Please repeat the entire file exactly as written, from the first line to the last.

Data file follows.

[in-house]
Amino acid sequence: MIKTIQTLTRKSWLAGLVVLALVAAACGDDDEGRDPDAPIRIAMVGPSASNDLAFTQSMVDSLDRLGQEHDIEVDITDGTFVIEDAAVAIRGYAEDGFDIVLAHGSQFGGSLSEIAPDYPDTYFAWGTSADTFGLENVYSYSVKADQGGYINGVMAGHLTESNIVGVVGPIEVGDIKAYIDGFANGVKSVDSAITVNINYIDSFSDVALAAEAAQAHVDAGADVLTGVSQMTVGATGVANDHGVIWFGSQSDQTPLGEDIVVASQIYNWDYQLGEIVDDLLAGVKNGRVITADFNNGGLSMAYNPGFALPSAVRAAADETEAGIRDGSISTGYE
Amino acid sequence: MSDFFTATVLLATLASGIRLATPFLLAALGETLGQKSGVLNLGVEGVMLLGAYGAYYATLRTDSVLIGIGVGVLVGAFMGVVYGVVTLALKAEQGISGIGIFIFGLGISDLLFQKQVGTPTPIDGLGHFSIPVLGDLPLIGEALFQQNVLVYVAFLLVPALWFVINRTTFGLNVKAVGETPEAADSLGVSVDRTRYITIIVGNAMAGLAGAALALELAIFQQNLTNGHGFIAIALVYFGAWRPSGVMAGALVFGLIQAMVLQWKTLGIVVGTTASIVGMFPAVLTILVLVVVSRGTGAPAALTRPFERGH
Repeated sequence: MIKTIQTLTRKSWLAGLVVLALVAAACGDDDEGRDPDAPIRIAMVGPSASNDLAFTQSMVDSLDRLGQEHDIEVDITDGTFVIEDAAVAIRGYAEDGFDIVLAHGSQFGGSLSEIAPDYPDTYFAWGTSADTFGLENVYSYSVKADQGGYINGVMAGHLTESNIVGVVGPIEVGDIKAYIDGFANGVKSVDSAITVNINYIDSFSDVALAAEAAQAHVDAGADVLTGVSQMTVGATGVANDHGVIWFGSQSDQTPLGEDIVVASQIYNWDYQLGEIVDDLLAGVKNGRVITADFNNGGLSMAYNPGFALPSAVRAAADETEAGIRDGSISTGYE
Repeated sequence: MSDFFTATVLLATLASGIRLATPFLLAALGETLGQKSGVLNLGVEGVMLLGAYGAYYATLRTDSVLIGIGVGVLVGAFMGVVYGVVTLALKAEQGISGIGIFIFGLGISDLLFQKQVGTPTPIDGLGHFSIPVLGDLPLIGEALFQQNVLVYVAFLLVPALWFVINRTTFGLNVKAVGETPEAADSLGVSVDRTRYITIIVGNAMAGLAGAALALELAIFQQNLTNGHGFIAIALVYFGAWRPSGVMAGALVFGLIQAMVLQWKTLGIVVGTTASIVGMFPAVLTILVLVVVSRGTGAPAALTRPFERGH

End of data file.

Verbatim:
[in-house]
Amino acid sequence: MIKTIQTLTRKSWLAGLVVLALVAAACGDDDEGRDPDAPIRIAMVGPSASNDLAFTQSMVDSLDRLGQEHDIEVDITDGTFVIEDAAVAIRGYAEDGFDIVLAHGSQFGGSLSEIAPDYPDTYFAWGTSADTFGLENVYSYSVKADQGGYINGVMAGHLTESNIVGVVGPIEVGDIKAYIDGFANGVKSVDSAITVNINYIDSFSDVALAAEAAQAHVDAGADVLTGVSQMTVGATGVANDHGVIWFGSQSDQTPLGEDIVVASQIYNWDYQLGEIVDDLLAGVKNGRVITADFNNGGLSMAYNPGFALPSAVRAAADETEAGIRDGSISTGYE
Amino acid sequence: MSDFFTATVLLATLASGIRLATPFLLAALGETLGQKSGVLNLGVEGVMLLGAYGAYYATLRTDSVLIGIGVGVLVGAFMGVVYGVVTLALKAEQGISGIGIFIFGLGISDLLFQKQVGTPTPIDGLGHFSIPVLGDLPLIGEALFQQNVLVYVAFLLVPALWFVINRTTFGLNVKAVGETPEAADSLGVSVDRTRYITIIVGNAMAGLAGAALALELAIFQQNLTNGHGFIAIALVYFGAWRPSGVMAGALVFGLIQAMVLQWKTLGIVVGTTASIVGMFPAVLTILVLVVVSRGTGAPAALTRPFERGH
Repeated sequence: MIKTIQTLTRKSWLAGLVVLALVAAACGDDDEGRDPDAPIRIAMVGPSASNDLAFTQSMVDSLDRLGQEHDIEVDITDGTFVIEDAAVAIRGYAEDGFDIVLAHGSQFGGSLSEIAPDYPDTYFAWGTSADTFGLENVYSYSVKADQGGYINGVMAGHLTESNIVGVVGPIEVGDIKAYIDGFANGVKSVDSAITVNINYIDSFSDVALAAEAAQAHVDAGADVLTGVSQMTVGATGVANDHGVIWFGSQSDQTPLGEDIVVASQIYNWDYQLGEIVDDLLAGVKNGRVITADFNNGGLSMAYNPGFALPSAVRAAADETEAGIRDGSISTGYE
Repeated sequence: MSDFFTATVLLATLASGIRLATPFLLAALGETLGQKSGVLNLGVEGVMLLGAYGAYYATLRTDSVLIGIGVGVLVGAFMGVVYGVVTLALKAEQGISGIGIFIFGLGISDLLFQKQVGTPTPIDGLGHFSIPVLGDLPLIGEALFQQNVLVYVAFLLVPALWFVINRTTFGLNVKAVGETPEAADSLGVSVDRTRYITIIVGNAMAGLAGAALALELAIFQQNLTNGHGFIAIALVYFGAWRPSGVMAGALVFGLIQAMVLQWKTLGIVVGTTASIVGMFPAVLTILVLVVVSRGTGAPAALTRPFERGH